Slightly bizarrely, this issue was actually debated, but not voted on, during the first day of committee stage, back in mid-November. Labour have dismissed the government amendment as a gimmick and it has been targeted by "rebel commander" Dominic Grieve - so it may face defeat, and could even be dropped by the government.
Watch out, too for the Lib Dem amendment 120 calling for a "confirmatory" referendum on the Brexit terms. This is in no danger of being passed, but keep an eye on the level of support it attracts from the Labour benches.
The big morning Westminster Hall debate (9.30am-11am) is on the situation in Ukraine - led by the Chair of the All Party Parliamentary Group on Ukraine, John Whittingdale. He's just back from a visit to the front line in the civil war there (against Foreign Office advice) where he saw first-hand the continuing fighting.
He plans to criticise Russia's role and to call for encouragement for the process of internal reform in Ukraine. Foreign Office Minister Alan Duncan is expected to reply, and the Ukraine ambassador is expected to be in the public gallery.
Other subjects for debate in Westminster Hall include the government response to corrosive substance attacks (2.30pm-4pm); International Human Rights Day (4pm-4.30pm) and delivery charges in Scotland (4.30pm-5.30pm).
The big committee event is the long awaited, long delayed first appearance of this Parliament of the PM at the Commons Liaison Committee (3.15pm).
Topics likely to be covered include: Brexit negotiations and transition arrangements; sustainable long term funding for health and social care (a big issue for Health Committee Chair Dr Wollaston, and one where the PAC Chair Meg Hillier, the CLG Chair Clive Betts and others are also active); progress since the PM's pledge on the steps of Downing Street to fight "burning injustices"; and sexual harassment.
In the Lords (3pm), questions to ministers range across the government response to the Parliamentary Advisory Group report on carbon capture, the situation in Syria and the advice from the Attorney General on the revocability of Article 50(2) and the UK's intention to withdraw from the EU.
The day's debates are on a series of select committee reports, starting with the EU Committee report on Brexit: justice for families, individuals and businesses? which considers the ramifications of Brexit for justice cooperation on such issues as divorce, disputed custody of children, medical negligence, litigation arising out of a car accident abroad and employment disputes.
Then peers turn to the report from the select committee reviewing the operation of the Licensing Act 2003 - which found that it provided "an inadequate statutory framework whose basic flaws have, if anything, been compounded by subsequent piecemeal amendments." It calls for a comprehensive overhaul of licensing law.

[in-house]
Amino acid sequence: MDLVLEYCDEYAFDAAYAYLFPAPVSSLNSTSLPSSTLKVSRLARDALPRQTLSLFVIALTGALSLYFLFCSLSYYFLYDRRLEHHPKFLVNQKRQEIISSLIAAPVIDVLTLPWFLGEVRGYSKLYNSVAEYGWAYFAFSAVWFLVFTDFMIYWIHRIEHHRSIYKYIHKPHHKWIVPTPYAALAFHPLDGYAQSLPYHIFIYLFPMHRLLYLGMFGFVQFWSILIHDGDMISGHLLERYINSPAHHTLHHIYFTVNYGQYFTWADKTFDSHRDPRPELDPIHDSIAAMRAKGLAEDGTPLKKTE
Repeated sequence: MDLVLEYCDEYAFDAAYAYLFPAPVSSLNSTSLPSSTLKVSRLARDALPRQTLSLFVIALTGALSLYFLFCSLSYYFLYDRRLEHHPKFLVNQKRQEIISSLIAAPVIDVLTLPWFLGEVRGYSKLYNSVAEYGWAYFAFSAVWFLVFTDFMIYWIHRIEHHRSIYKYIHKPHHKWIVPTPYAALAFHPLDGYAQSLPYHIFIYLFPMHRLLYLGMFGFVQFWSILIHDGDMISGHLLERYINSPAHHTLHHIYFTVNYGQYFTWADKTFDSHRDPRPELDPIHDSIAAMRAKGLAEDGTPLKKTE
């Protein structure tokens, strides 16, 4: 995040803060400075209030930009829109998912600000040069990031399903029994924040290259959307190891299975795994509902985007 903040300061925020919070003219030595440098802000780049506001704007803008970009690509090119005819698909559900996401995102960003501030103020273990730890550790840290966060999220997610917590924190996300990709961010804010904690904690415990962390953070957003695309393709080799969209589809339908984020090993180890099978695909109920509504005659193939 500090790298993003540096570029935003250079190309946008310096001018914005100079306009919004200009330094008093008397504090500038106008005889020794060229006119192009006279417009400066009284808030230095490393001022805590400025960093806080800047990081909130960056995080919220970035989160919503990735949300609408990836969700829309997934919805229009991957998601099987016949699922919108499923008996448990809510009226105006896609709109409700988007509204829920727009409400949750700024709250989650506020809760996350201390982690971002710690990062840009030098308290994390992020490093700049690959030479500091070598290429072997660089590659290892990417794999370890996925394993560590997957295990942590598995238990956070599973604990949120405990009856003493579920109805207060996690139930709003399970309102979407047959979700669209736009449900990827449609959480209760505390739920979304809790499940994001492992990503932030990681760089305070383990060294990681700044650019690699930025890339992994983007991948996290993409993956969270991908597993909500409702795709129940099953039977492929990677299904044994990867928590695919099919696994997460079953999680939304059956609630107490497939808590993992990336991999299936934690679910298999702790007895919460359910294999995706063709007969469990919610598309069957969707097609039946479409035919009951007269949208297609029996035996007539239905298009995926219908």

Finally they debate a report from the Science and Technology Committee Connected and Autonomous Vehicles: The future? which concluded that the government is too focussed on driverless cars when the early benefits from this technology are likely to be in the marine and agriculture sectors.
It's the last day of term in the Commons, and by tradition MPs are allowed to bring in board games.
Alternatively they can attend Digital, Culture, Media and Sport questions (9.30am) followed by questions to the Attorney General (10am).
Then, assuming there are no last-day urgent questions or statements, the main debates are on subjects chosen by the Backbench Business Committee.
First, the Lib Dem Tom Brake will lead a debate on Russian interference in UK politics and society - he wants to probe ministers' understanding of what is going on, and will raise issues about anonymous social media accounts and whether political parties should be considered as critical national infrastructure.
After that comes the traditional end of term debate on matters to be raised before the forthcoming adjournment - this allows any MP the chance to make a speech on any subject. Spare a thought for Deputy Leader of the Commons Michael Ellis, who has the unenviable task of responding to this completely amorphous debate - something he will be doing for the sixth time.
In the Lords (11am) peers question ministers on the impact of the UK leaving the EU on affordable housing, the number of social houses built as a consequence of the Budget and the equalities impact assessment the government have undertaken into the implications of Brexit.
Then they have two backbench-led debates, on the global effects of climate change on and on the impact of the ivory trade on endangered species.
After that Parliament departs until Monday 8 January.